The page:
Tuesday, December 1, 2009

Cubicles Aren't Just For Working

Stacked up in cubicles for decades, immigrants living in a Bowery tenement may have a very unusual situation.
The smell of piss and fish paste are palpable even outside the locked door of 81 Bowery, a four-story tenement just a few buildings up from Canal Street in Manhattan's Chinatown.

The stairwell inside gives off an air of abandonment. On the second floor, a door opens to reveal a nice enough wood-paneled registration counter—a lobby for the hotel on the second and third floors that has been uninhabited for almost a year. There's a statuette of a golden Buddha on the counter and a "Welcome" sign for visitors, along with a plaque advertising a deluxe room for $150 a night. A stack of business cards gathers dust. The rooms aren't bad—each one has a television, and some have neatly made-up queen-size beds.
The fourth floor is very different. The rooms crammed inside are tiny, with walls about eight feet high but no ceilings, and each one about the size of an office cubicle. The dozen or so residents who live on this floor pay about $100 a month to live in what amounts to a broom closet, and all of them share a bathroom with two shower stalls, a urinal, and four toilets. The cubicles are jam-packed with possessions the residents have been piling up for decades. There is no kitchen on the floor.

Driver takes out Italian police's prized Lamborghini Car

When the Italian police unveiled their state-of-the-art Lamborghini patrol cars, they cannot have been short of volunteers itching to take the supercars in pursuit of speeding criminals.
A team of elite drivers was trained to chase down speeding motorists and deliver urgently-needed transplant organs in the futuristic vehicles, capable of reaching more than 200mph.
What they apparently were not prepared for was a distracted motorist who pulled out of a petrol station without looking.
Today, a bandaged and bruised police driver may have had a tough time explaining how he managed to write off one of the force's prized Lamborghinis when he rammed it so hard into a line of parked cars that one of the stationary vehicles ended up on the police car's roof.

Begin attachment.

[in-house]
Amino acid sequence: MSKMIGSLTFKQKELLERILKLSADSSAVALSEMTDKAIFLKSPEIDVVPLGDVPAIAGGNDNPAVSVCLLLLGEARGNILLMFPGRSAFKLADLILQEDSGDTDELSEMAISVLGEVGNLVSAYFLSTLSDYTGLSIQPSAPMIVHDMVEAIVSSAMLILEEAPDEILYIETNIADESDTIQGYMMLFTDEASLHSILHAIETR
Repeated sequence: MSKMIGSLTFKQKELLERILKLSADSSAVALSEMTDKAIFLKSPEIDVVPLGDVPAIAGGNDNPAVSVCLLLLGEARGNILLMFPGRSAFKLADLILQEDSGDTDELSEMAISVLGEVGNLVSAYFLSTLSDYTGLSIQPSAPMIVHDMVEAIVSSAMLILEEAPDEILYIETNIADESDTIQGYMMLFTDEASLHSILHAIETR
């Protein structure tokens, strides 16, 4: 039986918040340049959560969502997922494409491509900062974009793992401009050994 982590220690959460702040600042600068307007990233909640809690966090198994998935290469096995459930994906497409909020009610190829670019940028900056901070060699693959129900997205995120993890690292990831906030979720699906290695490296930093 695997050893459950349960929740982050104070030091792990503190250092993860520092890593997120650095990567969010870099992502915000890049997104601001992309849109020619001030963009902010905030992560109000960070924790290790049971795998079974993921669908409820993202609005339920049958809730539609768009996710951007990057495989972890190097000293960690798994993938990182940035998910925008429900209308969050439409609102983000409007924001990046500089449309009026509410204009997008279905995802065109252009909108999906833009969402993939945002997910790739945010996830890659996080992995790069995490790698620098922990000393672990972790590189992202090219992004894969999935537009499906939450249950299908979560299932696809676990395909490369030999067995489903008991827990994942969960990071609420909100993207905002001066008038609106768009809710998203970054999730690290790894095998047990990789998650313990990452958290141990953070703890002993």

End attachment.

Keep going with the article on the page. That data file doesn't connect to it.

According to the police, the crash was caused by the driver of a slow-moving Seat Ibiza who emerged without looking from a service station, clipping the Lamborghini and sending the vehicle swerving into the parked cars.
The front end of the Lamborghini was crushed in the accident, near Cremona, and the driver and a passenger were injured, although not seriously.
The Lamborghini Gallardo, worth £130,000 and capable of reaching 62mph in four seconds, was one of a pair donated by the Italian manufacturer to the police to do battle on Italy's roads, where 1 million motorists are injured annually and 4,731 died last year.
Both cars include transmitters to send images back to HQ, a defibrillator for accidents and a fridge for transporting donor organs. The two officers were returning from a convention in Cremona, where they had been addressed a student audience on road safety.

Beware of Hookers


World's Tallest Female Model Graces Magazine Cover

Talk about a big splash! An American model measuring 205 cm (she's about 6'9") is set to be featured on the cover of Australian magazine Zoo Weekly.
You think you've seen it all. The model, named Eve, appears on the cover of the magazine's current issue alongside a 162 cm-tall (5'3") Aussie model.
On Seinfeld, George Constanza dreamed of one day sleeping with a giant woman. But George was a short, bald fella. To him, tall meant about 5'11".
Eve is truly head and shoulders above the other models out there.
"No other magazine has put a woman who's nearly seven feel tall on the cover," Editor Paul Merrill said, and he's probably correct in that assumption.
"We had ... her bikini specially made, but it was worth it."

N.Y.C. Driver Escape Death

Dodge minivan that entered a construction zone in Manhattan was hit and flipped over by the wrecking ball as onlookers watch in horror. Driver escaped with minor injuries.

How to get fired from work